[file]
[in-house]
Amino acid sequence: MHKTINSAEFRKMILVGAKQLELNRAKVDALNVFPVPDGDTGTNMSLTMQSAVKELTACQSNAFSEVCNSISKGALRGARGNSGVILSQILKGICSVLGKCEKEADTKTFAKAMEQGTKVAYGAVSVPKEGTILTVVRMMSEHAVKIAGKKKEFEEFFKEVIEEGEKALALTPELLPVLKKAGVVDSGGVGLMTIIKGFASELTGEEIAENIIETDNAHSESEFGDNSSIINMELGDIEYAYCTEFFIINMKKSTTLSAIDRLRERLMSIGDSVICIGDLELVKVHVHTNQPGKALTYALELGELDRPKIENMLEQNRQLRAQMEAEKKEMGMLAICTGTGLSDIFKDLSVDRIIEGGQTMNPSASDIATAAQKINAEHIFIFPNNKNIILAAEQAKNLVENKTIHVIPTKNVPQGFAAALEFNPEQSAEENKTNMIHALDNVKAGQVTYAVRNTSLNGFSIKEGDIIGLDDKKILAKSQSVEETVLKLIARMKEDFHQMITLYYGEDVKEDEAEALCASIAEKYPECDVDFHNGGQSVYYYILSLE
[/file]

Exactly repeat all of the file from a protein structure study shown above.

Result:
[in-house]
Amino acid sequence: MHKTINSAEFRKMILVGAKQLELNRAKVDALNVFPVPDGDTGTNMSLTMQSAVKELTACQSNAFSEVCNSISKGALRGARGNSGVILSQILKGICSVLGKCEKEADTKTFAKAMEQGTKVAYGAVSVPKEGTILTVVRMMSEHAVKIAGKKKEFEEFFKEVIEEGEKALALTPELLPVLKKAGVVDSGGVGLMTIIKGFASELTGEEIAENIIETDNAHSESEFGDNSSIINMELGDIEYAYCTEFFIINMKKSTTLSAIDRLRERLMSIGDSVICIGDLELVKVHVHTNQPGKALTYALELGELDRPKIENMLEQNRQLRAQMEAEKKEMGMLAICTGTGLSDIFKDLSVDRIIEGGQTMNPSASDIATAAQKINAEHIFIFPNNKNIILAAEQAKNLVENKTIHVIPTKNVPQGFAAALEFNPEQSAEENKTNMIHALDNVKAGQVTYAVRNTSLNGFSIKEGDIIGLDDKKILAKSQSVEETVLKLIARMKEDFHQMITLYYGEDVKEDEAEALCASIAEKYPECDVDFHNGGQSVYYYILSLE